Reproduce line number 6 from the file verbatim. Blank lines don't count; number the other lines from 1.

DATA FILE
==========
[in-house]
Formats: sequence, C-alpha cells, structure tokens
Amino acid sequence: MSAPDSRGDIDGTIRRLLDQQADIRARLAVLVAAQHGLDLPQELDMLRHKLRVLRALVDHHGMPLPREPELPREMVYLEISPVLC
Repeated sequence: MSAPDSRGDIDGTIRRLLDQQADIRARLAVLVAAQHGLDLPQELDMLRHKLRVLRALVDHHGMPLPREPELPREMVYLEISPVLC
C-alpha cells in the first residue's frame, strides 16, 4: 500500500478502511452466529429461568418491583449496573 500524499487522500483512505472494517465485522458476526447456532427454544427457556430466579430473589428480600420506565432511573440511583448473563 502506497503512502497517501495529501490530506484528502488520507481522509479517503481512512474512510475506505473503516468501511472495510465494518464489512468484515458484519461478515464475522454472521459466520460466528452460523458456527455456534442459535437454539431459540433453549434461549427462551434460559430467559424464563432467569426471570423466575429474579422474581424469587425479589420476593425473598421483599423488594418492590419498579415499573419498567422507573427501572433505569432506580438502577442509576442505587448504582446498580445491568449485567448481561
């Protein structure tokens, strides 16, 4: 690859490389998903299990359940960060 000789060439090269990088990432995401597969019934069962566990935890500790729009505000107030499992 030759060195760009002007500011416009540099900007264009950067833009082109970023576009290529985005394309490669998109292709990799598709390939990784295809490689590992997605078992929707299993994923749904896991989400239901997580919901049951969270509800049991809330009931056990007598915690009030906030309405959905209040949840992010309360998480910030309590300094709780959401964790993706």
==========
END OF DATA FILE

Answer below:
């Protein structure tokens, strides 16, 4: 690859490389998903299990359940960060 000789060439090269990088990432995401597969019934069962566990935890500790729009505000107030499992 030759060195760009002007500011416009540099900007264009950067833009082109970023576009290529985005394309490669998109292709990799598709390939990784295809490689590992997605078992929707299993994923749904896991989400239901997580919901049951969270509800049991809330009931056990007598915690009030906030309405959905209040949840992010309360998480910030309590300094709780959401964790993706």